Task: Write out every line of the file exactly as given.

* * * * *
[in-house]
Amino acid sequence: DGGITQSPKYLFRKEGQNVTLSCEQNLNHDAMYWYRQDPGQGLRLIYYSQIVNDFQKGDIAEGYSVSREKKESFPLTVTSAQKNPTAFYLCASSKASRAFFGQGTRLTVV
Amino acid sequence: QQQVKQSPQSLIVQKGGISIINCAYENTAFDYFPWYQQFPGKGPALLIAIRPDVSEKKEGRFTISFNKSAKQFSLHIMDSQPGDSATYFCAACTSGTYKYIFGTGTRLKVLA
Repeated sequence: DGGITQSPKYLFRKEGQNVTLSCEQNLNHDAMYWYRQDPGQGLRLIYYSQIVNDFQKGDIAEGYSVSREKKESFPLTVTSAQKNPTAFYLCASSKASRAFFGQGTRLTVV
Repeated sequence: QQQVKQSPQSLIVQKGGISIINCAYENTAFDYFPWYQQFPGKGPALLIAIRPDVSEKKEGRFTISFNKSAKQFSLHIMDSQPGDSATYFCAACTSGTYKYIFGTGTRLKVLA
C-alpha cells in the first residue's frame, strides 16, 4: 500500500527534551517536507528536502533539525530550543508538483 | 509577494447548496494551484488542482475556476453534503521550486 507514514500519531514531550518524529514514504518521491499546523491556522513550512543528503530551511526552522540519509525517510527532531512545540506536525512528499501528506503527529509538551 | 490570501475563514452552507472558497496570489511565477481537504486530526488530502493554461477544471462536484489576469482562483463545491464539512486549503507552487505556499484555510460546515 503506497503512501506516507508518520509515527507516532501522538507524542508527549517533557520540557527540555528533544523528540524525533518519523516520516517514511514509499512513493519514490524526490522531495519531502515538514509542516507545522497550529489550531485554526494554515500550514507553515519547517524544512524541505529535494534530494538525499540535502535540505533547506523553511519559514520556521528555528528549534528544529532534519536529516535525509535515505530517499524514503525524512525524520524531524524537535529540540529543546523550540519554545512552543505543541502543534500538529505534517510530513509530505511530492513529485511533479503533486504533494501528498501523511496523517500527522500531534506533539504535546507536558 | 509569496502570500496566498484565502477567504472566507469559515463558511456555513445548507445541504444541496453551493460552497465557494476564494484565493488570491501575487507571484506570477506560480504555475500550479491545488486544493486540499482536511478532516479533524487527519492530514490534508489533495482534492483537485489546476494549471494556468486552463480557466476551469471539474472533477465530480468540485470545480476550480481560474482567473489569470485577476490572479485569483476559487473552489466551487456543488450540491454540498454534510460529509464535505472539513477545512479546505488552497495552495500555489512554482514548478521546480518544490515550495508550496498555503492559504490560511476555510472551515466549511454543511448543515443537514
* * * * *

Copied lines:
[in-house]
Amino acid sequence: DGGITQSPKYLFRKEGQNVTLSCEQNLNHDAMYWYRQDPGQGLRLIYYSQIVNDFQKGDIAEGYSVSREKKESFPLTVTSAQKNPTAFYLCASSKASRAFFGQGTRLTVV
Amino acid sequence: QQQVKQSPQSLIVQKGGISIINCAYENTAFDYFPWYQQFPGKGPALLIAIRPDVSEKKEGRFTISFNKSAKQFSLHIMDSQPGDSATYFCAACTSGTYKYIFGTGTRLKVLA
Repeated sequence: DGGITQSPKYLFRKEGQNVTLSCEQNLNHDAMYWYRQDPGQGLRLIYYSQIVNDFQKGDIAEGYSVSREKKESFPLTVTSAQKNPTAFYLCASSKASRAFFGQGTRLTVV
Repeated sequence: QQQVKQSPQSLIVQKGGISIINCAYENTAFDYFPWYQQFPGKGPALLIAIRPDVSEKKEGRFTISFNKSAKQFSLHIMDSQPGDSATYFCAACTSGTYKYIFGTGTRLKVLA
C-alpha cells in the first residue's frame, strides 16, 4: 500500500527534551517536507528536502533539525530550543508538483 | 509577494447548496494551484488542482475556476453534503521550486 507514514500519531514531550518524529514514504518521491499546523491556522513550512543528503530551511526552522540519509525517510527532531512545540506536525512528499501528506503527529509538551 | 490570501475563514452552507472558497496570489511565477481537504486530526488530502493554461477544471462536484489576469482562483463545491464539512486549503507552487505556499484555510460546515 503506497503512501506516507508518520509515527507516532501522538507524542508527549517533557520540557527540555528533544523528540524525533518519523516520516517514511514509499512513493519514490524526490522531495519531502515538514509542516507545522497550529489550531485554526494554515500550514507553515519547517524544512524541505529535494534530494538525499540535502535540505533547506523553511519559514520556521528555528528549534528544529532534519536529516535525509535515505530517499524514503525524512525524520524531524524537535529540540529543546523550540519554545512552543505543541502543534500538529505534517510530513509530505511530492513529485511533479503533486504533494501528498501523511496523517500527522500531534506533539504535546507536558 | 509569496502570500496566498484565502477567504472566507469559515463558511456555513445548507445541504444541496453551493460552497465557494476564494484565493488570491501575487507571484506570477506560480504555475500550479491545488486544493486540499482536511478532516479533524487527519492530514490534508489533495482534492483537485489546476494549471494556468486552463480557466476551469471539474472533477465530480468540485470545480476550480481560474482567473489569470485577476490572479485569483476559487473552489466551487456543488450540491454540498454534510460529509464535505472539513477545512479546505488552497495552495500555489512554482514548478521546480518544490515550495508550496498555503492559504490560511476555510472551515466549511454543511448543515443537514